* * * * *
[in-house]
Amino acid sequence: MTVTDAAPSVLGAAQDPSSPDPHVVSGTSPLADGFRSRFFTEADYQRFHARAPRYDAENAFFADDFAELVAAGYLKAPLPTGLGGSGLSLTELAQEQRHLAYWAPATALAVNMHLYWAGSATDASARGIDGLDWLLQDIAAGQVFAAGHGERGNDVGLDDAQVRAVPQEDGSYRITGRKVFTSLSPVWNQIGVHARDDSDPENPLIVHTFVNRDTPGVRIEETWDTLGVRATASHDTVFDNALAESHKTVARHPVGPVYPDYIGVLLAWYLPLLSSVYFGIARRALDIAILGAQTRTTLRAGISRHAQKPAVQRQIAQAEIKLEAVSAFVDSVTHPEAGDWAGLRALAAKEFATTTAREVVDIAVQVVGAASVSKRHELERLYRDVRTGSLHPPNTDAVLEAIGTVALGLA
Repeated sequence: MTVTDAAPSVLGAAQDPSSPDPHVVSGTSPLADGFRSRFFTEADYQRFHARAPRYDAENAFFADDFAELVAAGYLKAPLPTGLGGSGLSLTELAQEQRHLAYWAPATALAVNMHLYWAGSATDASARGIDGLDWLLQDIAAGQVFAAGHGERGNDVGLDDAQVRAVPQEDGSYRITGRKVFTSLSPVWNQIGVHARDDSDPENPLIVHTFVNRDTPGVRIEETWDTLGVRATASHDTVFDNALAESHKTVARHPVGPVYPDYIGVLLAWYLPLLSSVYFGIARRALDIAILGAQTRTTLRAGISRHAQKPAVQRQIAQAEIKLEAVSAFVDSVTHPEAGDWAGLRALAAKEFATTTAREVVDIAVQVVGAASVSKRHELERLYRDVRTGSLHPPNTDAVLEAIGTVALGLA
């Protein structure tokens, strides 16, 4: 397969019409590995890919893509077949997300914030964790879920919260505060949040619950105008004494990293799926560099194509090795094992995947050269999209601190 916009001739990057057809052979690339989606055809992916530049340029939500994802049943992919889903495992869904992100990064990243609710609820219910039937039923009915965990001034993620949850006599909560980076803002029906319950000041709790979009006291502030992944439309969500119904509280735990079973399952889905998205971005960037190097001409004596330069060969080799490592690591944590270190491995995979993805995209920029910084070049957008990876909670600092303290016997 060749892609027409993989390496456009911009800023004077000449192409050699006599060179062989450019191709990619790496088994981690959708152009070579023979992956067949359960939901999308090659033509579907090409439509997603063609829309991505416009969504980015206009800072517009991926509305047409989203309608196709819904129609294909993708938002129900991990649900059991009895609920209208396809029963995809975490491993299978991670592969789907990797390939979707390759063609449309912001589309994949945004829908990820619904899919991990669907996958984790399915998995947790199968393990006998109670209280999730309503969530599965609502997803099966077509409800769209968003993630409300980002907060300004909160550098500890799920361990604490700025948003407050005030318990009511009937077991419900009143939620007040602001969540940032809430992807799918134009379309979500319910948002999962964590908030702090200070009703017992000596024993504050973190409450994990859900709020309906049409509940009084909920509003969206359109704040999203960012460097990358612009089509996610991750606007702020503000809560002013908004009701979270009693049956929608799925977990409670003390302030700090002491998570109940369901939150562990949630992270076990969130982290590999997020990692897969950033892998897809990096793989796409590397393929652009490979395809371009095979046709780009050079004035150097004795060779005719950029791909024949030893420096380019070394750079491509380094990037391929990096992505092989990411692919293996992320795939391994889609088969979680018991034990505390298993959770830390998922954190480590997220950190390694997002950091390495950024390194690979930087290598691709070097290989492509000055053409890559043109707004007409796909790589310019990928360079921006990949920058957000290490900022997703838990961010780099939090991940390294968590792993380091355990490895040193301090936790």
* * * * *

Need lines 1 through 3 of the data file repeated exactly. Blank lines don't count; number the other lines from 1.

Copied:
[in-house]
Amino acid sequence: MTVTDAAPSVLGAAQDPSSPDPHVVSGTSPLADGFRSRFFTEADYQRFHARAPRYDAENAFFADDFAELVAAGYLKAPLPTGLGGSGLSLTELAQEQRHLAYWAPATALAVNMHLYWAGSATDASARGIDGLDWLLQDIAAGQVFAAGHGERGNDVGLDDAQVRAVPQEDGSYRITGRKVFTSLSPVWNQIGVHARDDSDPENPLIVHTFVNRDTPGVRIEETWDTLGVRATASHDTVFDNALAESHKTVARHPVGPVYPDYIGVLLAWYLPLLSSVYFGIARRALDIAILGAQTRTTLRAGISRHAQKPAVQRQIAQAEIKLEAVSAFVDSVTHPEAGDWAGLRALAAKEFATTTAREVVDIAVQVVGAASVSKRHELERLYRDVRTGSLHPPNTDAVLEAIGTVALGLA
Repeated sequence: MTVTDAAPSVLGAAQDPSSPDPHVVSGTSPLADGFRSRFFTEADYQRFHARAPRYDAENAFFADDFAELVAAGYLKAPLPTGLGGSGLSLTELAQEQRHLAYWAPATALAVNMHLYWAGSATDASARGIDGLDWLLQDIAAGQVFAAGHGERGNDVGLDDAQVRAVPQEDGSYRITGRKVFTSLSPVWNQIGVHARDDSDPENPLIVHTFVNRDTPGVRIEETWDTLGVRATASHDTVFDNALAESHKTVARHPVGPVYPDYIGVLLAWYLPLLSSVYFGIARRALDIAILGAQTRTTLRAGISRHAQKPAVQRQIAQAEIKLEAVSAFVDSVTHPEAGDWAGLRALAAKEFATTTAREVVDIAVQVVGAASVSKRHELERLYRDVRTGSLHPPNTDAVLEAIGTVALGLA